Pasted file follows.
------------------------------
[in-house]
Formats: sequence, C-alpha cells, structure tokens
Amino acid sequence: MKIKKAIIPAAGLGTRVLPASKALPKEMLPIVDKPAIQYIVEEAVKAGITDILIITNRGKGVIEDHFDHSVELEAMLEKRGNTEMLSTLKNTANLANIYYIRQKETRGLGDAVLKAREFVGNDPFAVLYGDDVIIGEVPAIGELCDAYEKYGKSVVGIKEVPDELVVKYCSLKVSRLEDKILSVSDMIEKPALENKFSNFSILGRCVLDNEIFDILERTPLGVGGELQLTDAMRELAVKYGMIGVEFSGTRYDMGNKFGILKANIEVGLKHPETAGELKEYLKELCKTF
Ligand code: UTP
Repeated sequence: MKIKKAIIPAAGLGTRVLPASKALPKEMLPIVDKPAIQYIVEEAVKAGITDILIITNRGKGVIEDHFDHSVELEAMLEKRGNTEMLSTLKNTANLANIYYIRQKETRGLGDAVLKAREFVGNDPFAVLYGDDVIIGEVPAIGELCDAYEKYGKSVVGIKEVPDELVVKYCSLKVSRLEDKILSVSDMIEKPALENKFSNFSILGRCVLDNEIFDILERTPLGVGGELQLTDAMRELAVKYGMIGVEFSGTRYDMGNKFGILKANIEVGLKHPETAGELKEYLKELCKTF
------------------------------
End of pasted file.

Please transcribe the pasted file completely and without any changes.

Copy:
[in-house]
Formats: sequence, C-alpha cells, structure tokens
Amino acid sequence: MKIKKAIIPAAGLGTRVLPASKALPKEMLPIVDKPAIQYIVEEAVKAGITDILIITNRGKGVIEDHFDHSVELEAMLEKRGNTEMLSTLKNTANLANIYYIRQKETRGLGDAVLKAREFVGNDPFAVLYGDDVIIGEVPAIGELCDAYEKYGKSVVGIKEVPDELVVKYCSLKVSRLEDKILSVSDMIEKPALENKFSNFSILGRCVLDNEIFDILERTPLGVGGELQLTDAMRELAVKYGMIGVEFSGTRYDMGNKFGILKANIEVGLKHPETAGELKEYLKELCKTF
Ligand code: UTP
Repeated sequence: MKIKKAIIPAAGLGTRVLPASKALPKEMLPIVDKPAIQYIVEEAVKAGITDILIITNRGKGVIEDHFDHSVELEAMLEKRGNTEMLSTLKNTANLANIYYIRQKETRGLGDAVLKAREFVGNDPFAVLYGDDVIIGEVPAIGELCDAYEKYGKSVVGIKEVPDELVVKYCSLKVSRLEDKILSVSDMIEKPALENKFSNFSILGRCVLDNEIFDILERTPLGVGGELQLTDAMRELAVKYGMIGVEFSGTRYDMGNKFGILKANIEVGLKHPETAGELKEYLKELCKTF